[dropcap style=”font-size:100px; color:#992211;”]A[/dropcap]ware of the tightly-knit and cutthroat nature of University departments, not to mention the cattiness of their staff, author David Lodge took no chances when setting his series of academic novels in the fictional city of Rummidge.
That it was based on the city of Birmingham was no great secret, but in changing names and fictionalising locations, Lodge and his publishers avoided the wrath of legal proceedings for defamy or libel.
Similarly, in a less formal sense, the privacy and dignity of his colleagues remained intact.
A new study into related issues and ethics suggests that European law should be examined with regard to maintaining the rights of depicted individuals in literature, whilst simultaneously allowing for artistic freedom.
Mind you, if you live in a state which has chosen to opt out of Europe, its laws, and the protection of citizens’ rights that are enabled by such laws, it’s a moot point anyway – your rights are going to the highest bidder.
It can be quite an honour to be included in a literary work – but it may also be a demeaning experience. A new PhD thesis from the University of Gothenburg explores the clash that may arise between artistic freedom and people’s right to protect their privacy and reputation. After analysing 14 works of literature and the subsequent court cases, the author concludes for example that courts should be able to consult literature experts.
Nathalie Hauksson-Tresch already holds a PhD in law and is now working on a second doctorate, this time in French. The new PhD thesis combines the two research fields by means of an analysis of 14 separate works of literature and the legal aftermaths resulting from individuals suing the authors for turning them into fictional characters in their books.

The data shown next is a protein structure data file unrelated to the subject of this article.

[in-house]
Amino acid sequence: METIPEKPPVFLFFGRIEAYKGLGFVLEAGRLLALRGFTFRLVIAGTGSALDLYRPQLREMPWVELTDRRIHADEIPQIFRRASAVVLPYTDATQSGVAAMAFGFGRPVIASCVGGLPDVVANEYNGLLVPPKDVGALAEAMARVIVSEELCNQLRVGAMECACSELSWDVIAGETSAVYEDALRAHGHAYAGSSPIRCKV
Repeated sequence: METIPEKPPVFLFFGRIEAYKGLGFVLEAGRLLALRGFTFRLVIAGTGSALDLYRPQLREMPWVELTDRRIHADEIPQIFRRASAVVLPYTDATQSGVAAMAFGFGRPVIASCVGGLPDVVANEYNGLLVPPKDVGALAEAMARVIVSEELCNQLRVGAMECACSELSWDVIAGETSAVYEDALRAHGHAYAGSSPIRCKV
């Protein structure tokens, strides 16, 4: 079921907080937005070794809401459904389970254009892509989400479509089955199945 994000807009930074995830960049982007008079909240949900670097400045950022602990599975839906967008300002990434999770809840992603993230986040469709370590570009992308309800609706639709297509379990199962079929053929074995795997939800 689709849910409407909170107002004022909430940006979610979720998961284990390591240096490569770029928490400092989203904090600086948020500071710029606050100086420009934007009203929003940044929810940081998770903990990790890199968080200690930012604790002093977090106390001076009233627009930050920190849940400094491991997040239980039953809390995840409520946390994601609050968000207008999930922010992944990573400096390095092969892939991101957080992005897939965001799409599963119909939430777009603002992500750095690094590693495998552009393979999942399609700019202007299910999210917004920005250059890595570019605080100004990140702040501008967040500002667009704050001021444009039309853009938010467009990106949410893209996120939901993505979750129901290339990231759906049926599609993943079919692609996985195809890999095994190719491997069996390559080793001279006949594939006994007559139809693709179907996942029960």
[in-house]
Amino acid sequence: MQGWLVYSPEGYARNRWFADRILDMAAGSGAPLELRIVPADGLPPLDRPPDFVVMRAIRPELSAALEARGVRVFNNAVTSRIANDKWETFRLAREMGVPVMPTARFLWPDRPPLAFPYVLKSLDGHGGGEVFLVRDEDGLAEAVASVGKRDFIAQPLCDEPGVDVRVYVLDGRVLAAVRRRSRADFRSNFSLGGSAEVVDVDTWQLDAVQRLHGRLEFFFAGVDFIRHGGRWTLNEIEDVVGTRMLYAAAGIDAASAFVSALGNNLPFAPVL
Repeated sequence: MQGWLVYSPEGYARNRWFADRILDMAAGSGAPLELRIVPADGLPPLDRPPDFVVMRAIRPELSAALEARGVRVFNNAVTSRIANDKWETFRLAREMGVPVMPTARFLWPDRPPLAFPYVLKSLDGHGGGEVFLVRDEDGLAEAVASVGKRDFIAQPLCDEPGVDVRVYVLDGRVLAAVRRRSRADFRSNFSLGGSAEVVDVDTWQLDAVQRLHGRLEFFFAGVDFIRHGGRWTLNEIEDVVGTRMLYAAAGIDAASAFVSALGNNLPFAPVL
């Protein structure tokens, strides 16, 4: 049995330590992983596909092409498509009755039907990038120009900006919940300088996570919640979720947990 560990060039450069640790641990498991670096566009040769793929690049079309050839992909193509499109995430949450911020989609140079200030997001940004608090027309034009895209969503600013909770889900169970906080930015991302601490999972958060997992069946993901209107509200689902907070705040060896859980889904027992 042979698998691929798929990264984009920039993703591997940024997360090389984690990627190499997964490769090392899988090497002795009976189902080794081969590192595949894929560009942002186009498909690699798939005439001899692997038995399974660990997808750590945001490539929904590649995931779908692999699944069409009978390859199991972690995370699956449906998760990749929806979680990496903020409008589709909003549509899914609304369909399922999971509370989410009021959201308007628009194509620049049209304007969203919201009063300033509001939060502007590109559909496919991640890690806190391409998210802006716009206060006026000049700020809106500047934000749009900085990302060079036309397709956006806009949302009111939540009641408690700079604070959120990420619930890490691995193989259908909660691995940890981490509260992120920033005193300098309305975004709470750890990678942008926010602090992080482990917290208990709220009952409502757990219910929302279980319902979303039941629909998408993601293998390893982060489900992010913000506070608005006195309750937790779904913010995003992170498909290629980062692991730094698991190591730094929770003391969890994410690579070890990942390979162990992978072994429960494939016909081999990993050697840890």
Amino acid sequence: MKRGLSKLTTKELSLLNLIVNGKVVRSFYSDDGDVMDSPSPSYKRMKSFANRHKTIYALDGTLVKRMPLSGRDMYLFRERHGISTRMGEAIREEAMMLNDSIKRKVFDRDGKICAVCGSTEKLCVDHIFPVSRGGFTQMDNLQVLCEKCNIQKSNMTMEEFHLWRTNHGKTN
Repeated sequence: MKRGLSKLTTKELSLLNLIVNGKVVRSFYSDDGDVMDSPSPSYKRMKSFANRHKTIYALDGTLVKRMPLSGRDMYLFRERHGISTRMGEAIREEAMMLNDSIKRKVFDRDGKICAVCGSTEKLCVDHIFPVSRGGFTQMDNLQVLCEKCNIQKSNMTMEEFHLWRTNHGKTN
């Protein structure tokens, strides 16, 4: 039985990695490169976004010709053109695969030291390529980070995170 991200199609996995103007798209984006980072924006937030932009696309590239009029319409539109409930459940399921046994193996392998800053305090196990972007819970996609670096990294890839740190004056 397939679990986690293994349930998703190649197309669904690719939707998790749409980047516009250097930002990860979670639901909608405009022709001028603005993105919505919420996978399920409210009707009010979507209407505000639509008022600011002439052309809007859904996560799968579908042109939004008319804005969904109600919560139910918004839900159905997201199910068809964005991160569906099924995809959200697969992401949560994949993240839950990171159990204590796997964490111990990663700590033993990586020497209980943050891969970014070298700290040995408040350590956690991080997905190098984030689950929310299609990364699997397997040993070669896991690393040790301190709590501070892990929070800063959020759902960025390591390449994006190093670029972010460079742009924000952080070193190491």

French and European legislation
Nathalie Hauksson-Tresch has critically assessed the current situation, including research into French and European legislation as well as legal aftermaths and even cases brought before the European Court of Human Rights.
In France, but also in other countries, the problem of literary works portraying private matters has received increasing attention in both courts and the media.
“I wanted to analyse what happens when people who claim to have had their right to privacy violated in a literary work take authors and publishers to court”, says Hauksson-Tresch.
How far can novelists go?
Authors have the right to express themselves freely, but individuals also have a right to privacy. This dilemma leads to the question of how far novelists can go in their sharing of conditions and circumstances that fall within real people’s private domain. Depending on the circumstances, legal provisions are sometimes applied to the benefit of the artist and sometimes to the benefit of the victim.
In her thesis, Hauksson-Tresch discusses various definitions of the concept of privacy in relation to French law, and to what extent judges treat texts differently depending on whether they are considered fictional or non-fictional texts.
“The thesis shows that the legal practice varies from one court to another. It is also common that judges make reference to the literary genres of the texts under investigation, which can be difficult to determine in practice.”
All of the works analysed by Hauksson-Tresch were classified as novels by their publishers, although each one of them in fact includes some extent of non-fictional elements. This has in some cases led courts to redefine the works in terms of genre, which has affected the court rulings.
“One interesting question is whether the courts have the right competence to make these assessments and which criteria they base their decisions on”, says Hauksson-Tresch.
Suggested improvements in the legislation
Hauksson-Tresch’s main objective was to explore opportunities for improvements and clarifications of present French legislation.
“I propose new rules, mainly inspired by literary theories, that would improve the prospects for a good balance between the opposing rights.”
Changes proposed by Hauksson-Tresch in her study include:
- A law providing that a literary work presented as a novel should also be treated as such in court.
- That each person who feels violated by having been included in a literary work shall be enabled to reply to the author in a context provided by the publisher.
- The opportunity for judges to consult experts on literary theory, in order to assess for example whether a text includes elements identifying it as fictional.
“Taking literary techniques into account, and thereby also the nature of an alleged privacy violation, would help courts improve their legal assessments,” says Hauksson- Tresch.
Source: Eurekalert/University of Gothenburg
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